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Grandparents Report Success in Raising Grandchildren

Despite stresses on both generations, research finds that families are coping

Grandparents and grandchildren walking through leaves

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While contending with their own issues, many grandparents are raising grandchildren because their children are facing their own difficulties. Despite the hurdles and challenges, the grandchildren appear by and large to do well, new research has found.

An estimated 3 million older adults are raising their grandchildren. A significant portion is doing so because the middle generation can’t handle the duties of child-rearing.

"A large and increasing number of mothers and fathers aren't able to meet the responsibilities of parenthood, prompting their own parents to take on the primary caregiver role for their grandchildren,” Andrew Adesman, M.D., said in presenting new research to the American Academy of Pediatrics national conference. “Although these children are more likely to have endured one or more adverse childhood experiences, and the grandparents themselves often face extra health and socioeconomic hurdles, our findings suggest they appear to be coping well.” Adesman is the lead author of the study, “Grandparents Raising Grandchildren: Are They Up to the Job?”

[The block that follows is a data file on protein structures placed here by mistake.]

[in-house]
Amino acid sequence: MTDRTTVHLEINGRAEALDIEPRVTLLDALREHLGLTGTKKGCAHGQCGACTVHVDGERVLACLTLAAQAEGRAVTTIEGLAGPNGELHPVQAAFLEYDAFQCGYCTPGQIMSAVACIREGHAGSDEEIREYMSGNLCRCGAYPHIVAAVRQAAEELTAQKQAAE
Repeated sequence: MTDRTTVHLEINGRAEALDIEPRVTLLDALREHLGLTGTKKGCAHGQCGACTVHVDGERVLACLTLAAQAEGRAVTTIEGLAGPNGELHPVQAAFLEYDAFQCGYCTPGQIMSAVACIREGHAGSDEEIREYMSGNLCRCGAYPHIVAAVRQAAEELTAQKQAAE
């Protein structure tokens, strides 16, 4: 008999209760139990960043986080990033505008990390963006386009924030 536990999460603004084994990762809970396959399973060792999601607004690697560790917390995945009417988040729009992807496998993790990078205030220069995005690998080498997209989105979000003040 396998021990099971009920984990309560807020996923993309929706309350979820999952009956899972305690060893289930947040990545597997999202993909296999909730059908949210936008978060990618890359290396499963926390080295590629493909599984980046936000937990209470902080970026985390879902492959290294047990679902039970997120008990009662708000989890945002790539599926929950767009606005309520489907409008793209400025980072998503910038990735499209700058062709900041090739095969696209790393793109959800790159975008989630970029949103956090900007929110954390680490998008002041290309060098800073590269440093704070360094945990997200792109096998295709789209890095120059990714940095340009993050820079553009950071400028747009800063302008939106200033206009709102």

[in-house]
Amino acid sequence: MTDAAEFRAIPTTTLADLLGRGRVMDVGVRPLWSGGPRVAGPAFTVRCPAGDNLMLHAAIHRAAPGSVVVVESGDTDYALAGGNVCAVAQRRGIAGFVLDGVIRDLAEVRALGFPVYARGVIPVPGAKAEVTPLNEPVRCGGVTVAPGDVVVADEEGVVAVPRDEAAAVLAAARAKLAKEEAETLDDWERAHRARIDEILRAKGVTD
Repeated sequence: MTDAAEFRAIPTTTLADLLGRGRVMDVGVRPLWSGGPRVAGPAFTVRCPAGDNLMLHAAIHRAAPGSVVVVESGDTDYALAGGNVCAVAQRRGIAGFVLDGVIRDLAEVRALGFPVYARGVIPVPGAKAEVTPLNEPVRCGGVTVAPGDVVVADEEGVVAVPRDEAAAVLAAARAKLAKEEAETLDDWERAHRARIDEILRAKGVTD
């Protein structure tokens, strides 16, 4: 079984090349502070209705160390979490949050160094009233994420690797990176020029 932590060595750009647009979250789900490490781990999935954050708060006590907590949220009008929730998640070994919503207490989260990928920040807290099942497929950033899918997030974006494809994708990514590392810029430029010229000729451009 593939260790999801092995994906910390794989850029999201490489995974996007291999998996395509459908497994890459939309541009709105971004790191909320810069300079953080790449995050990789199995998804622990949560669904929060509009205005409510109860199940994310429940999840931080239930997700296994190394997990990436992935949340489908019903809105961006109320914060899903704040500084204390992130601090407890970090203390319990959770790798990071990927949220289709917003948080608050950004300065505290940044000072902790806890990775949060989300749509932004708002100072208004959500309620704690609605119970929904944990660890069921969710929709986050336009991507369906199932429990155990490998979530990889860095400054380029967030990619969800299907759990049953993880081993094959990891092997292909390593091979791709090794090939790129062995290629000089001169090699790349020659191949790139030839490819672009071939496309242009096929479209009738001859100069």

Using data from the 2016 National Survey of Children's Health, researchers found that those raising grandchildren were more likely to have their own physical and mental health problems, to be poorer than average and to have less education than the average adult. As for the grandchildren, they were more apt to have behavioral issues, including anger and anxiety.

Nonetheless, Adesman and his team determined that there was no difference, whether it was grandparents or parents who were in charge of raising the children, in their stress or coping levels.